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How to Build a Green Roof

How to Build a Green Roof

Like any gardening project, careful preplanning improves the prospects for success. Professional landscapers lay out a grid, and determine what plants to use in each section, either for aesthetic effect, or as a source of edibles. So your first step is to determine just how much space you want to cover with your initial project. Then carefully lay it out in numbered 2 ft. by 2 ft. squares.

The next step is to determine which plants to use. You’ll need guidance from a local nursery. Your best bet is to go with plants that thrive in your area. They should have shallow roots and be able to withstand mild drought conditions. And, of course, they should be perennials.

Rather than try to grow the plants on the roof, lay out 2’x2’ plastic trays, with sides that are less than 4 inches high, on the ground. Prepare them with a growth medium of compost and gardening soil and set your plants. Water lightly and wait a few days until the plants are well established.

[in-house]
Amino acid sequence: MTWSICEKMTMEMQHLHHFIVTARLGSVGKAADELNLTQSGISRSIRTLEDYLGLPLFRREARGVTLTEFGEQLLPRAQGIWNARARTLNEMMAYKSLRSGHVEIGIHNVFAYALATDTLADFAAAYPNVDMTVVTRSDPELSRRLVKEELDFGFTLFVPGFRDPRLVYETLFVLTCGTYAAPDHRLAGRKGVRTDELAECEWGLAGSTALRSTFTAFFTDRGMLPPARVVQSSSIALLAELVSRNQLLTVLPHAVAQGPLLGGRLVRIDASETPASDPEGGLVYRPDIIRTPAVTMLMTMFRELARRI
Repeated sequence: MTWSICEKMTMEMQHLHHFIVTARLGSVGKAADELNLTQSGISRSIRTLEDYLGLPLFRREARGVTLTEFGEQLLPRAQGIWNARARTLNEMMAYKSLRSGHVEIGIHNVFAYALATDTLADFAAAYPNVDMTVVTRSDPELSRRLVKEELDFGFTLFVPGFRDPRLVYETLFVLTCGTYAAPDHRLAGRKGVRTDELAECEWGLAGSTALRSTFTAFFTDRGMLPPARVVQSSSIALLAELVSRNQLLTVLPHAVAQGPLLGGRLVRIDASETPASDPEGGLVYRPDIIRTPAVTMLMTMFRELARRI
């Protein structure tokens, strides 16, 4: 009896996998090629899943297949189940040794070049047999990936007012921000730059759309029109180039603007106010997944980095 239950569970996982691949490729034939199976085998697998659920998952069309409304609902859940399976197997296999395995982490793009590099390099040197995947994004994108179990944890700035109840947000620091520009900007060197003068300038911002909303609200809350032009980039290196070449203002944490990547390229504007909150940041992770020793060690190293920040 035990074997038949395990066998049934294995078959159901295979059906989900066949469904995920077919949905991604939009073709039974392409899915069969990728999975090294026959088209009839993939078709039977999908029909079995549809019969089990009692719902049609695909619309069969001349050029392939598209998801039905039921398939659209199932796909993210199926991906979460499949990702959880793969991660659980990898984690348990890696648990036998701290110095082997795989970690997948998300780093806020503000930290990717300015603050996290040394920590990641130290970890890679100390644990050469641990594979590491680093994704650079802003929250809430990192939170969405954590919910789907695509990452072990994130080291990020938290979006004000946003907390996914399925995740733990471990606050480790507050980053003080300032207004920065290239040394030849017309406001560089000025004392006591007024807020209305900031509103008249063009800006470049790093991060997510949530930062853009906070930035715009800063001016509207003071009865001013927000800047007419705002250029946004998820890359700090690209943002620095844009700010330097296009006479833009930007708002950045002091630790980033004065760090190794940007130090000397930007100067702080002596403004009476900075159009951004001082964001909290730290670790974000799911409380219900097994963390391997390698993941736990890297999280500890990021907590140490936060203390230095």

If you have the space, you can position the trays on the ground to obtain the look you want from your roof garden. Then number the trays corresponding to their location on the grid.

The trays will weigh about 50-60 pounds, so you’ll need some help getting them up to the roof. Maintenance requires occasional watering and perhaps some weeding and insect control.

Jack Star is a former bureau chief covering many of McGraw-Hill's trade and technical publications. He now writes extensively on gardening and using the earth’s resources wisely.

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If you notice a hole in the upper left-hand corner of your Farmers' Almanac, don't return it to the store! That hole isn't a defect; it's a part of history. Starting with the first edition of the Farmers' Almanac in 1818, readers used to nail holes into the corners to hang it up in their homes, barns, and outhouses (to provide both reading material and toilet paper). In 1919, the Almanac's publishers began pre-drilling holes in the corners to make it even easier for readers to keep all of that invaluable information (and paper) handy.

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